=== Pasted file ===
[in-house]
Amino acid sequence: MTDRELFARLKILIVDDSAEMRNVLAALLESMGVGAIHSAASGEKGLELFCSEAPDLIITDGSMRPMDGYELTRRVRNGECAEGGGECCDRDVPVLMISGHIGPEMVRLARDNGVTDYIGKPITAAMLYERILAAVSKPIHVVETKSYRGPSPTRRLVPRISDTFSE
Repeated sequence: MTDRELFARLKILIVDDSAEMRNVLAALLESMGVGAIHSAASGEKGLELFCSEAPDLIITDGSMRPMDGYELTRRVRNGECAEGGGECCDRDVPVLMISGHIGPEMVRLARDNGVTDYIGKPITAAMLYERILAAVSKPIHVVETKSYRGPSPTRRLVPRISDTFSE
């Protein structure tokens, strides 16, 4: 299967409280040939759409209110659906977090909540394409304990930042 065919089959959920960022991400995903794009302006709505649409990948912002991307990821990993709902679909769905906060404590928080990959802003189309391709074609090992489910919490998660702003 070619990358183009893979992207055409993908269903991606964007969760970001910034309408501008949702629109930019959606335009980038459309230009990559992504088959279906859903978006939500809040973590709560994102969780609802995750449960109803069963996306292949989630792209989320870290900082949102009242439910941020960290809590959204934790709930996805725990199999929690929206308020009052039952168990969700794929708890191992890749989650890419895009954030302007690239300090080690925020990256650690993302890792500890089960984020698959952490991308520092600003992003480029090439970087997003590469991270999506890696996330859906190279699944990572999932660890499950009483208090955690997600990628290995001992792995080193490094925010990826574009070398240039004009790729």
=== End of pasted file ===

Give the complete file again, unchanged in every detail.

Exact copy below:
[in-house]
Amino acid sequence: MTDRELFARLKILIVDDSAEMRNVLAALLESMGVGAIHSAASGEKGLELFCSEAPDLIITDGSMRPMDGYELTRRVRNGECAEGGGECCDRDVPVLMISGHIGPEMVRLARDNGVTDYIGKPITAAMLYERILAAVSKPIHVVETKSYRGPSPTRRLVPRISDTFSE
Repeated sequence: MTDRELFARLKILIVDDSAEMRNVLAALLESMGVGAIHSAASGEKGLELFCSEAPDLIITDGSMRPMDGYELTRRVRNGECAEGGGECCDRDVPVLMISGHIGPEMVRLARDNGVTDYIGKPITAAMLYERILAAVSKPIHVVETKSYRGPSPTRRLVPRISDTFSE
């Protein structure tokens, strides 16, 4: 299967409280040939759409209110659906977090909540394409304990930042 065919089959959920960022991400995903794009302006709505649409990948912002991307990821990993709902679909769905906060404590928080990959802003189309391709074609090992489910919490998660702003 070619990358183009893979992207055409993908269903991606964007969760970001910034309408501008949702629109930019959606335009980038459309230009990559992504088959279906859903978006939500809040973590709560994102969780609802995750449960109803069963996306292949989630792209989320870290900082949102009242439910941020960290809590959204934790709930996805725990199999929690929206308020009052039952168990969700794929708890191992890749989650890419895009954030302007690239300090080690925020990256650690993302890792500890089960984020698959952490991308520092600003992003480029090439970087997003590469991270999506890696996330859906190279699944990572999932660890499950009483208090955690997600990628290995001992792995080193490094925010990826574009070398240039004009790729």